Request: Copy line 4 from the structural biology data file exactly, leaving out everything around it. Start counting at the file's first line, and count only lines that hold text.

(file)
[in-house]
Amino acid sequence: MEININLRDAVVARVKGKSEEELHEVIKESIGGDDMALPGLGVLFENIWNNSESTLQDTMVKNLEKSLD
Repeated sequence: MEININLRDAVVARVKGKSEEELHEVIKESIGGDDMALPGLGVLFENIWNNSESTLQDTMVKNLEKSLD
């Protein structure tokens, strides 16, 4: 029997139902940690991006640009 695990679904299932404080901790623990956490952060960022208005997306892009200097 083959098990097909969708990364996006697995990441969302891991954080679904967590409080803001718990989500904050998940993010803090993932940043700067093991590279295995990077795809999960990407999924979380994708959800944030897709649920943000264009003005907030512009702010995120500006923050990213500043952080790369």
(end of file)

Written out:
């Protein structure tokens, strides 16, 4: 029997139902940690991006640009 695990679904299932404080901790623990956490952060960022208005997306892009200097 083959098990097909969708990364996006697995990441969302891991954080679904967590409080803001718990989500904050998940993010803090993932940043700067093991590279295995990077795809999960990407999924979380994708959800944030897709649920943000264009003005907030512009702010995120500006923050990213500043952080790369």